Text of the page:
Hamburg in Page County, Virginia — The American South (Mid-Atlantic)
Calendine was built in the early 1850s by Townsend Young. The adjacent one story building served as a general store and stage stop on the Sperryville-New Market turnpike. The store was also a social gathering place for exchange of news and gossip.
Calendine was one the home of sculptor Herbert Barbee (1848-1936) who used the store as a studio.
Mr. Barbee may be best known for creating the Confederate Monument located on East main St., Luray.
Purchased by Page County Heritage Association in 1968.
Calendine preserves the past to enrich our future.
Erected by Page County Heritage Association.
Topics. This historical marker is listed in these topic lists: Arts, Letters, Music • Industry & Commerce • Roads & Vehicles. A significant historical year for this entry is 1968.
Location. 38° 39.481′ N, 78° 30.823′ W. Marker is in Hamburg, Virginia, in Page County. Marker is on Hamburg Road (Virginia Route 766) 0.1 miles west of Lee Highway (U.S. 211/340), on the left when traveling west. Touch for map. Marker is at or near this postal address: 245 Hamburg Rd, Luray VA 22835, United States of America. Touch for directions.
Other nearby markers. At least Mauck Meeting House (within shouting distance of this marker); The Reverend John Roads (Rhodes) (approx. 1.2 miles away); Historic White House 1760 (approx. 1.2 miles away); White House Bridge (approx. 1.2 miles away); White House (approx. 1.2 miles away); Luray Caverns (approx. 1.7 miles away); The Beautiful Caverns of Luray (approx. 1.7 miles away); Car & Carriage Caravan Museum (approx. 1.7 miles away).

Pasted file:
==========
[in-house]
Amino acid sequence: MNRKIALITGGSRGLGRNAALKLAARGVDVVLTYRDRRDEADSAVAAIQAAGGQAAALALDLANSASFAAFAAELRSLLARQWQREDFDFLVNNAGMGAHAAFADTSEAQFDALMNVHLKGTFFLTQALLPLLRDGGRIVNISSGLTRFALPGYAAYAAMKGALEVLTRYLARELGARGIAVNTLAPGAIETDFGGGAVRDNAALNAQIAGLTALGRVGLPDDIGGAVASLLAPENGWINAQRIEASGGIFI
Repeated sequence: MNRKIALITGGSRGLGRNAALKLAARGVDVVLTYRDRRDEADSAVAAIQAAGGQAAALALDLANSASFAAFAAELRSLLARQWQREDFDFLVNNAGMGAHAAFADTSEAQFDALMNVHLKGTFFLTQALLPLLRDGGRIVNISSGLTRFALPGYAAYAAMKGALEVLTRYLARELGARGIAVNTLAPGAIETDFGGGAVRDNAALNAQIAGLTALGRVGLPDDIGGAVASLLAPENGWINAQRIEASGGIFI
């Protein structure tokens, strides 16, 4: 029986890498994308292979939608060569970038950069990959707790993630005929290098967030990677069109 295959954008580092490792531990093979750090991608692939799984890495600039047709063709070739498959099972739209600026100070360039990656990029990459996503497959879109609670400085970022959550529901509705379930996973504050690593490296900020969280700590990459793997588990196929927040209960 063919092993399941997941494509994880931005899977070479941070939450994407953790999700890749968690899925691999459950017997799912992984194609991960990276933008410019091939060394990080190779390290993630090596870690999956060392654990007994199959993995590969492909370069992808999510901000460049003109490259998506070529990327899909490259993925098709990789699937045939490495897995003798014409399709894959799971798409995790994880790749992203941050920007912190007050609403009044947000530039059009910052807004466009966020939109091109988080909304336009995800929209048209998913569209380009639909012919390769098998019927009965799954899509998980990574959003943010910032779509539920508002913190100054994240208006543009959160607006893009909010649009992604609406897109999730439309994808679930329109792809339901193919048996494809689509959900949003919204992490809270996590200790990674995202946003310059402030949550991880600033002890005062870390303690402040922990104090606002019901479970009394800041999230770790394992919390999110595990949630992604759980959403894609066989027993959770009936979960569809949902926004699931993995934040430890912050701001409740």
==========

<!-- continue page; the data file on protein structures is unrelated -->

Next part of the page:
Also see . . . Avenue of Armies: Civil War Sites and Stories of Luray and Page County, Virginia. (Submitted on March 20, 2009, by Robert H. Moore, II of Winchester, Virginia.)
1. Calendine in the Civil War
Built ca. 1840 by William Townsend Young, Calendine was his residence at the time of the war. By the spring of 1861, fifty-seven-year-old Young was a successful merchant in this neighborhood at Hamburg, just west of Luray. Young also ran the nearby general store and coach stop for the Burke Stage Line. At the time, the New Market to Sperryville Turnpike ran immediately in front of the buildings.
According to an early twentieth-century account by the famous sculptor Herbert Barbee, “One morning,” following the secession
Young was subsequently elected captain of the Page Volunteers, later Company K, 10th Virginia Infantry.
A number of years after the war, Calendine was owned by Herbert Barbee. Like his father, William Randolph Barbee, Herbert sculpted many pieces of art throughout his career. A fine example of his work can be seen in the Confederate Monument (also known as the Confederate heroes Monument) on Main Street in Luray.
From pp. 28-29, Avenue of Armies: Civil War Sites and Stories of Luray and Page County, Virginia, by Robert H. Moore, II
— Submitted March 4, 2009, by Robert H. Moore, II of Winchester, Virginia.
Credits. This page was last revised on November 1, 2020. It was originally submitted on March 4, 2009, by Robert H. Moore, II of Winchester, Virginia. This page has been viewed 1,917 times since then and 20 times this year. Photos: 1, 2. submitted on November 1, 2020, by Devry Becker Jones of Washington, District of Columbia. 3, 4. submitted on March 4, 2009, by Robert H. Moore, II of Winchester, Virginia. • Craig Swain was the editor who published this page.